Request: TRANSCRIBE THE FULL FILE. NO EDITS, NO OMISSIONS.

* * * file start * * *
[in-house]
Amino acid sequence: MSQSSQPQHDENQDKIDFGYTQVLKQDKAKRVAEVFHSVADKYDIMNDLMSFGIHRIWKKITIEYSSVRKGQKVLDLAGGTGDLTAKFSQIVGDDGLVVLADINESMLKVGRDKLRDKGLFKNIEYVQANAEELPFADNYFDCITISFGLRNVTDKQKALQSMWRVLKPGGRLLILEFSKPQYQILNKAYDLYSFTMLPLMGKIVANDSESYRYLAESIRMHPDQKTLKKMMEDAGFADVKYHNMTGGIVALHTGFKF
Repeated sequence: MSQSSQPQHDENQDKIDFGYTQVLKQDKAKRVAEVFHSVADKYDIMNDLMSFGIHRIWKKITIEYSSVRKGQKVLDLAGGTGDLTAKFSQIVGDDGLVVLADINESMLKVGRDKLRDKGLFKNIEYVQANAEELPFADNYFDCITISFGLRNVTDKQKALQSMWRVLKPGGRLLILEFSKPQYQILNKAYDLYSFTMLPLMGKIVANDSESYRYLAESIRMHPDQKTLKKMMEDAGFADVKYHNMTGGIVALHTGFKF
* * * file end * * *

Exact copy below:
[in-house]
Amino acid sequence: MSQSSQPQHDENQDKIDFGYTQVLKQDKAKRVAEVFHSVADKYDIMNDLMSFGIHRIWKKITIEYSSVRKGQKVLDLAGGTGDLTAKFSQIVGDDGLVVLADINESMLKVGRDKLRDKGLFKNIEYVQANAEELPFADNYFDCITISFGLRNVTDKQKALQSMWRVLKPGGRLLILEFSKPQYQILNKAYDLYSFTMLPLMGKIVANDSESYRYLAESIRMHPDQKTLKKMMEDAGFADVKYHNMTGGIVALHTGFKF
Repeated sequence: MSQSSQPQHDENQDKIDFGYTQVLKQDKAKRVAEVFHSVADKYDIMNDLMSFGIHRIWKKITIEYSSVRKGQKVLDLAGGTGDLTAKFSQIVGDDGLVVLADINESMLKVGRDKLRDKGLFKNIEYVQANAEELPFADNYFDCITISFGLRNVTDKQKALQSMWRVLKPGGRLLILEFSKPQYQILNKAYDLYSFTMLPLMGKIVANDSESYRYLAESIRMHPDQKTLKKMMEDAGFADVKYHNMTGGIVALHTGFKF